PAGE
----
Google Play announced the 20 finalists for its second annual Google Play Indie Games Festival. The festival celebrates Android mobile games by independent developers and will take place on September 23 in San Francisco at Spin, a restaurant and event space.

The event is free, and attendees will be able to play the games and vote for their favorites. A panel of industry judges will select three winners. Around 300 people showed up at last year’s event, and Google Play intends to continue to keep it small so that there are more opportunities for 1-on-1 conversation. The winners last year were all puzzle games: Bit Bit Blocks (Greg Batha), Numbo Jumbo (Wombo Combo), and Orbit – Playing with Gravity (Highkey Games).

Android is now the most-used platform on mobile, which puts it in a good position to capitalize on a thriving mobile games market that market research firm Newzoo predicts could hit $65 billion in 2020. One of the main hurdles to success for mobile games and apps is discoverability; app stores are often saturated with new titles coming out every month. Google Play’s been tackling the discoverability issue with initiatives such as the Free App of the Week section. The indie games festival pulls double duty in giving developers a chance to showcase their work as well as hopefully helping players find new games to play.

“With so many games available on Google Play, it’s important that fans are able to find unique and great experiences from indie developers,” said Kacey Fahey, Google Play’s marketing programs manager, in an email. “Indies are great at thinking outside of the box and are some of the first to adopt new features and platforms.”

One of the finalists is Slayaway Camp by Blue Wizard Digital, a puzzle game that riffs on classic horror movies by having you murder teenage camp counselors as a masked serial killer named Skullface. Jason Kapalka, one of PopCap Games‘ co-founders, says that starting Blue Wizard is a return to his indie roots with “less bejeweling and more teenage decapitation.”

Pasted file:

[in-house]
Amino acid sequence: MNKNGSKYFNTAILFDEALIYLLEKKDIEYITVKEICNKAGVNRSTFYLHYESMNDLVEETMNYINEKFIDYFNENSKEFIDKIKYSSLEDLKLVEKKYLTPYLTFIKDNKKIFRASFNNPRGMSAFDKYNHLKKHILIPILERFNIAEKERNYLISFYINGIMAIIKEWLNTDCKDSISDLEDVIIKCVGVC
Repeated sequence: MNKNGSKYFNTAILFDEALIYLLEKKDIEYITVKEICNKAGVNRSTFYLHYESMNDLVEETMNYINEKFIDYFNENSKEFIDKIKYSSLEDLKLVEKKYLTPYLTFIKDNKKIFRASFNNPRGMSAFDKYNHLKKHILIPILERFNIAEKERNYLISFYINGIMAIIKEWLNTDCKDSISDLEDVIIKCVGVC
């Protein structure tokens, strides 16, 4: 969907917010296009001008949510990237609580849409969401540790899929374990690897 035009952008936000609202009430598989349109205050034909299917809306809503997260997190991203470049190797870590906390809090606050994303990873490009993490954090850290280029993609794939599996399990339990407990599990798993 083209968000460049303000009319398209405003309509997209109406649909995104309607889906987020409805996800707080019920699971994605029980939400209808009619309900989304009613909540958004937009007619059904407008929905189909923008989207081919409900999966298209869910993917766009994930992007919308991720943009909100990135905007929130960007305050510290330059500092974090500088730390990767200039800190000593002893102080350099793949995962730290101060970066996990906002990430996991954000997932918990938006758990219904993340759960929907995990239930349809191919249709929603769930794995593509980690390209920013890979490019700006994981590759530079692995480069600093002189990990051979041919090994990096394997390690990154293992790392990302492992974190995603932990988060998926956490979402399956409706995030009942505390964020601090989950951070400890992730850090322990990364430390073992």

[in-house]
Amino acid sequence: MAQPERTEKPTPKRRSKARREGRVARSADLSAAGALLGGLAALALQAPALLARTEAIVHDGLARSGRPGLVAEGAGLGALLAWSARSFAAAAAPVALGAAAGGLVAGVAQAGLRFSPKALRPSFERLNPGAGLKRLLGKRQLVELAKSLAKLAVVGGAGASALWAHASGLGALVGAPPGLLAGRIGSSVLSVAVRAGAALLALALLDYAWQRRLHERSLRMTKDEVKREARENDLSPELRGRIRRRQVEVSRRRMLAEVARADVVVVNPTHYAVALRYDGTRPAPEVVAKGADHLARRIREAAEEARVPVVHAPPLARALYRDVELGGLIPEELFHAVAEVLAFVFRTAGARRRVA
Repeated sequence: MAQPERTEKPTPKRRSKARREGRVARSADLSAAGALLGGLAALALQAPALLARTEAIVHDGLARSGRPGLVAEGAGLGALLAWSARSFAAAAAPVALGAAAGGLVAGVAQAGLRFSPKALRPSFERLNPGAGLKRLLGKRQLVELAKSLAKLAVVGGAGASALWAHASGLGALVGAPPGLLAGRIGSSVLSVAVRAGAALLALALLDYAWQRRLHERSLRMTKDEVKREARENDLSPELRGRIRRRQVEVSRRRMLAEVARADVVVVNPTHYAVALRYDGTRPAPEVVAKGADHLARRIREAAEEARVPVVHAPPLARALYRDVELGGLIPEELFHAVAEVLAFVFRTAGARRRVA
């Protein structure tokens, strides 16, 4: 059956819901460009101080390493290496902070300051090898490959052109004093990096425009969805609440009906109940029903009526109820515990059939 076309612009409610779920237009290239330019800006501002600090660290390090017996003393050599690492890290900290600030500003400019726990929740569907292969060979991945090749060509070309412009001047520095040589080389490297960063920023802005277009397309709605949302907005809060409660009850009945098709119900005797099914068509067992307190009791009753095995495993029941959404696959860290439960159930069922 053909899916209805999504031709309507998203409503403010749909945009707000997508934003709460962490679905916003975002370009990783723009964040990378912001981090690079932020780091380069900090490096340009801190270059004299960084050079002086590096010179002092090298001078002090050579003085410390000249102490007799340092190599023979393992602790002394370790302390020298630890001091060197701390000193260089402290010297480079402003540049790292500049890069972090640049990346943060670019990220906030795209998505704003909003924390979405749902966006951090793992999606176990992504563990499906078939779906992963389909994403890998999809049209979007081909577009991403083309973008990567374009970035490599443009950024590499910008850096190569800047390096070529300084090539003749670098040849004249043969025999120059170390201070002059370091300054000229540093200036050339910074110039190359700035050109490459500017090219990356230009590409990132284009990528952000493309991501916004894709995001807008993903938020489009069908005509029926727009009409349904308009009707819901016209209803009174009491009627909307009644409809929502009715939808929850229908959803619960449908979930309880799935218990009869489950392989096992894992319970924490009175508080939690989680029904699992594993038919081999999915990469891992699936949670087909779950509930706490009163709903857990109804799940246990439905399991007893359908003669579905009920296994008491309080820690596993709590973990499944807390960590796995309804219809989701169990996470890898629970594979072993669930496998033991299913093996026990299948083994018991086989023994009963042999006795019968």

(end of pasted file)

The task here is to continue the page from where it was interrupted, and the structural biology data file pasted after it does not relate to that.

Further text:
“It’s definitely great to get more exposure for the game,” said Kapalka in an email about Slayaway Camp’s nomination. “The downside to the accessibility of the game market on mobile these days is that you have a lot of competition and noise … literally hundreds of apps competing for eyeballs are released every single day. So getting called out by Google in that ocean of apps is really helpful.”

Kapalka says that the festival is a good start to get indie games more attention.

“It’s pretty tough to get attention in the app store these days unless you have a big brand or lots of marketing dollars behind you, especially for a premium rather than a free-to-play game,” said Kapalka. “And there are relatively few critical channels like magazines or streamers when it comes to mobile games for players to check out, unlike the PC and console space.”

Blue Wizard’s representative plans to show up to their demo dressed as their game’s psycho killer star Skullface, armed “probably with a chainsaw or machete” to try to convince the judges. On the panel this year are Alex the Gamerette, a YouTube creator; Lina Chen, the cofounder and CEO of Nix Hydra; Emily Greer, the CEO of Kongregate; Jamil Moledina, games strategic lead at Google; Dean Takahashi, the lead writer for GamesBeat; and Sarah Thomson, the business development lead for indie games at Google Play.

The finalists are:

  • 7 Pin Pool (SPG Inc)
  • Age of Rivals (Roboto Games)
  • Beast Brawlers: PvP Arena (V2 Games Inc.)
  • Brave Hand (Heart Shaped Games)
  • Covens (Raincrow Studios, LLC)
  • Crashy Cars (Pixelbizarre)
  • Dokudo (Sense of Wonder)
  • Flipping Legend (Hiding Spot)
  • Gladiator Rising (Happii Gamer Studio)
  • Jigsaw Story (Happy Square Studio Inc.)
  • Loteria Latin Bingo (Gorilla Bean Games)
  • Maruta Escape (Busan Sanai Games)
  • NoStranger (Black Vein Productions)
  • Slayaway Camp (Blue Wizard Digital)
  • Space Tunnel (Spacewave Studios)
  • Splitter Critters (RAC7)
  • Star Vikings Forever (Akupara Games)
  • Storm Wars (Zom.bio)
  • Tiny Bubbles (Pine Street Codeworks)
  • Topsoil (Nico Prins)